Posted on: November 5, 2019 at 8:28 pm
Last updated: December 2, 2019 at 8:02 pm

It’s becoming more common for parents to ask loved ones not to get too close to newborns. But as we enter another cold & flu season, even children up to the age of two can be especially vulnerable to germs.

Advertisement

Respiratory syncytial virus (RSV) is virtually harmless for adults, but for babies and young toddlers, it can become dangerous.

“It actually causes infants to come to the emergency room and the hospital more than any other illness in the first year of life,” said Dr. Rosemary Olivero, section chief of pediatric infectious disease at Helen DeVos Children’s Hospital told Fox reporters. “RSV is a very common viral infection that can spread to anybody at any age, but it really severely affects young infants.” (1)

Advertisement

“Children who get affected the worst by RSV are children less than one, although we can occasionally see a child up to age two have a more severe case of RSV”.

According to the CDC, in an average year, RSV can lead to: (2)

  • 2.1 million outpatient visits among children younger than 5 years old in the US
  • 57,527 hospitalizations among children younger than 5 years old in the US
  • 177,000 hospitalizations among adults older than 65 years in the US
  • 14,000 deaths among adults older than 65 years in the US

What are the Symptoms of RSV?

Respiratory syncytial virus symptoms in children and adults can include: (3)

  • Runny nose
  • Decrease in appetite
  • Coughing
  • Sneezing
  • Fever
  • Wheezing

For infants and young toddlers, symptoms may be less obvious and only include: (3)

Advertisement
  • Irritability
  • Lethargy
  • Difficulty breathing

Wheezing and difficulty breathing is the most troubling symptom for infants. “The virus can cause inflammation in the airways, and younger children — especially infants — have very little airways,” says Dr. Olivero. “So if those airways get inflamed, they can become sick, because it’s harder for them to breath.”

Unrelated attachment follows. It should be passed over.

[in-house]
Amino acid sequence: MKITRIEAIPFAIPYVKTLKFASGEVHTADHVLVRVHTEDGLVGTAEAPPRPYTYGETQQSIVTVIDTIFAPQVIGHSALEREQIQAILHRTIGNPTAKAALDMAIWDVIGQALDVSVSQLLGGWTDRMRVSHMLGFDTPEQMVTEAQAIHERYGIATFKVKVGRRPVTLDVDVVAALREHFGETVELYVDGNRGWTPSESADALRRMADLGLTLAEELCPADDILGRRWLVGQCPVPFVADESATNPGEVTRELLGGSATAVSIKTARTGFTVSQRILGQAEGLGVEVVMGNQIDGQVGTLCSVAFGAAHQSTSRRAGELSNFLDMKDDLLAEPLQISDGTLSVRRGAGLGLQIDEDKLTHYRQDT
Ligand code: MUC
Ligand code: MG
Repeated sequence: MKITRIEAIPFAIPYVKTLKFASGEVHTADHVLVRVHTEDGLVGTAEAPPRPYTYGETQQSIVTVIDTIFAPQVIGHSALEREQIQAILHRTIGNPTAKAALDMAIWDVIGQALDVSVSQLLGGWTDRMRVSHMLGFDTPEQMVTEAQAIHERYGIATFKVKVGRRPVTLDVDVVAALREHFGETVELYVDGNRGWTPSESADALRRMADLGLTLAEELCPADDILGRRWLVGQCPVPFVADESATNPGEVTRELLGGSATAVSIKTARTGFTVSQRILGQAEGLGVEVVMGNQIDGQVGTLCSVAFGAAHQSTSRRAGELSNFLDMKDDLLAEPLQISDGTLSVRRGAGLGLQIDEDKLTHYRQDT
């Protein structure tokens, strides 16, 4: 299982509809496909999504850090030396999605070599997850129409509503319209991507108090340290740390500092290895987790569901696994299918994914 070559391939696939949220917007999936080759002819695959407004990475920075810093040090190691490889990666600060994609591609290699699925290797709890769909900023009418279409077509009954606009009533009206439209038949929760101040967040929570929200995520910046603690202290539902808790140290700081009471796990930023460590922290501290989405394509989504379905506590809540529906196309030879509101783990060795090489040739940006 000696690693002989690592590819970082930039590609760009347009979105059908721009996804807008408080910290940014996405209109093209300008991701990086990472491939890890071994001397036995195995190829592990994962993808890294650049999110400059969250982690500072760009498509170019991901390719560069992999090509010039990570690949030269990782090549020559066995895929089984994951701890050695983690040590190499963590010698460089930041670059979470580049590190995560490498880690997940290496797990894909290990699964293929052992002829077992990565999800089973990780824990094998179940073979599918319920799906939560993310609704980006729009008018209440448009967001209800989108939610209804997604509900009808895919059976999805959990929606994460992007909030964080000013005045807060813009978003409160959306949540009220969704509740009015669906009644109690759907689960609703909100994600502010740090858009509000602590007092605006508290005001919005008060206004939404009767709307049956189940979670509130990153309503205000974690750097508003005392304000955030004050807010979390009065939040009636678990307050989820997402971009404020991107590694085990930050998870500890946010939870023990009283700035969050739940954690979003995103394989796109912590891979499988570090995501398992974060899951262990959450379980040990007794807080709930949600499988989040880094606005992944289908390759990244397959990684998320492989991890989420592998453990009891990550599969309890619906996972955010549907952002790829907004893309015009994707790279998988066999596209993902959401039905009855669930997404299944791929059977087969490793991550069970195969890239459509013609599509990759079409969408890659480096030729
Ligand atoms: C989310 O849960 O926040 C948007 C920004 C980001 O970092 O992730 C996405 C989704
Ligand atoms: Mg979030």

How Does RSV Spread?

Like most respiratory infections, RSV can spread when people cough, sneeze, kiss, and share drinks or utensils. Furthermore, germs can spread on other shared surfaces including doorknobs, light switches, phones, remotes, elevator buttons, and so on. (5)

“Not only can it be spread from person to person, but RSV can actually live for a short amount of time on the things that babies would touch or play with.” (1)

People with RSV can be contagious for over a week, leaving a large window of opportunity for germs to spread. (5)

How Can You Help Prevent the Spread of RSV?

If you’re caring for an infant or young toddler, there are many ways you can help to minimize the spread of infection. (6)

  • Ask family and friends to refrain from kissing your child
  • Wash your hands frequently, including after coughing, sneezing, or blowing your nose
  • Wash your hands before making contact with your baby
  • Thoroughly wash bottles, cups, spoons, etc.
  • Family members with cold symptoms should avoid contact with your child

Treating RSV

In severe cases, infants may need to be intubated to help them get enough oxygen while they recover.

RSV typically goes away on its own within 1-2 weeks. Staying hydrated and using home remedies or over the counter medicine can help to manage symptoms.

Marcella Altagracia Escoto, DO recommends taking the following steps at home: (4)

  • Focus on keeping your child comfortable
  • Keep your child well-hydrated. For babies, offer small amounts of fluids as regularly as you can
  • Avoid hot-water and steam humidifiers, which can be dangerous because of the high temperature
  • Use a nasal aspirator (or bulb syringe) when necessary if your child is too young to blow their own nose
  • It is not safe to give Aspirin to your sick child. Always consult your doctor or pharmacist before using over the counter medications.

Disclaimer: This information is not intended to be a substitute for professional medical advice, diagnosis or treatment and is for information only. Always seek the advice of your physician or another qualified health provider with any questions about your medical condition and/or current medication. Do not disregard professional medical advice or delay seeking advice or treatment because of something you have read here.

Advertisement
Maria Sykes
Team Writer
Marie Sykes is an Ontario based writer with a background in research and a love for holistic wellness. She's especially interested in boosting awareness for women's health issues. Once a shunner of gyms, Marie has found an appreciation for weight training and HIIT circuits. She enjoys trying cuisine from all over the world, and she also enjoys not caring two cents what other people think her body should look like.

A Special Message From Our Founders


Use Superfoods as Medicine e-book

Over the past few years of working with health experts all over the world, there’s one major insight we’ve learned.

You don’t have to rely on expensive medications for the rest of your lives.

Most health problems can often be resolved with a good diet, exercise and a few powerful superfoods. In fact, we’ve gone through hundreds of scientific papers and ‘superfood’ claims and only selected the top 5% that are:

  • Backed by scientific research
  • Affordable
  • Simple to use

We then put this valuable information into the Superfood as Medicine Guide: a 100+ page guide on the 7 most powerful superfoods available, including:

  • Exact dosages for every health ailment
  • DIY recipes to create your own products
  • Simple recipes